A Louisiana judge ruled on Friday that a host of court documents in the high-profile, racially-charged "Jena Six" case should be given to the news media, the Associated Press reported.
"We’re supposed to tell the government what to do, and that’s hard to do when they’re trying to hide so much," said District Judge Thomas Yeager, who in 2007 made the same ruling on the documents, according to the AP, only to have that decision suspended by another judge, J.P. Mauffray Jr.
Eventually, yet another judge found that it was not in fact Maufray’s decision to close Bell’s court proceedings to the public.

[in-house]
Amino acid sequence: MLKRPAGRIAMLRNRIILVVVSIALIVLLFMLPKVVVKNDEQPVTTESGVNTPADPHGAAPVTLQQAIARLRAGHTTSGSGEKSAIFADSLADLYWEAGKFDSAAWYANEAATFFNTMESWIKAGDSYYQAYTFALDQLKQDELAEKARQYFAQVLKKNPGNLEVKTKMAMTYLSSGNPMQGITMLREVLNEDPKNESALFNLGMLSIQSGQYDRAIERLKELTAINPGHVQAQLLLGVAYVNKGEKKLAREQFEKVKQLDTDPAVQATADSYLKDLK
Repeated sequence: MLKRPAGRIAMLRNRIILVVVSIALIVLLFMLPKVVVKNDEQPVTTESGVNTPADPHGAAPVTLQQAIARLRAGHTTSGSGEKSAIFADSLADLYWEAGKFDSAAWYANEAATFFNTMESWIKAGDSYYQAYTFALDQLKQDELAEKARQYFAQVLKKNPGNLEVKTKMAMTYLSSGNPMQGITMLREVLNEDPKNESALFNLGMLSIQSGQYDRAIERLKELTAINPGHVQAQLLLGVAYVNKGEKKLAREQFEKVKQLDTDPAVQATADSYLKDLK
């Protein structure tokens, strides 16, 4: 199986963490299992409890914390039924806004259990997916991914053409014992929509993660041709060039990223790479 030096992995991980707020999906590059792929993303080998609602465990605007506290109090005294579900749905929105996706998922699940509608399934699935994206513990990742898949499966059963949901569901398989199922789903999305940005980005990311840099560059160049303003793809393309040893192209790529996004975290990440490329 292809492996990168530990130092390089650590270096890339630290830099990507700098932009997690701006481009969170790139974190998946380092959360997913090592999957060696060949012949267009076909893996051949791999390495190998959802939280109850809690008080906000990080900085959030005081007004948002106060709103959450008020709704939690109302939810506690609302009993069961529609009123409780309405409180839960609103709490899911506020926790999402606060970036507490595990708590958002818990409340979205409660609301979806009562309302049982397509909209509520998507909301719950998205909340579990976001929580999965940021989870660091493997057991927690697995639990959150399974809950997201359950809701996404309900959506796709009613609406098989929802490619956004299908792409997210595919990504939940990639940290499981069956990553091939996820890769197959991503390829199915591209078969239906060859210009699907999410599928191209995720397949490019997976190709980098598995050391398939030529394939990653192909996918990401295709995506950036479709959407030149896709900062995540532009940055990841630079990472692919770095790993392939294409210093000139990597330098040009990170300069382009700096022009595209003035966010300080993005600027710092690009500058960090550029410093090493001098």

Donald Wilson for the LaSalle Parish district attorney’s office argued that "only trial and post-trial material was open in a juvenile case involving a crime," the AP said, leaving out pretrial hearings and motions. But attorney Mary Ellen Roy, representing the media, maintained that "all material and hearings are open when a juvenile is charged with a violent crime," in the wire service’s words.
Bell was the only one of six black Jena High School students to plead guilty to juvenile battery charges stemming from an attack on a white classmate. He served 18 months behind bars, the AP said.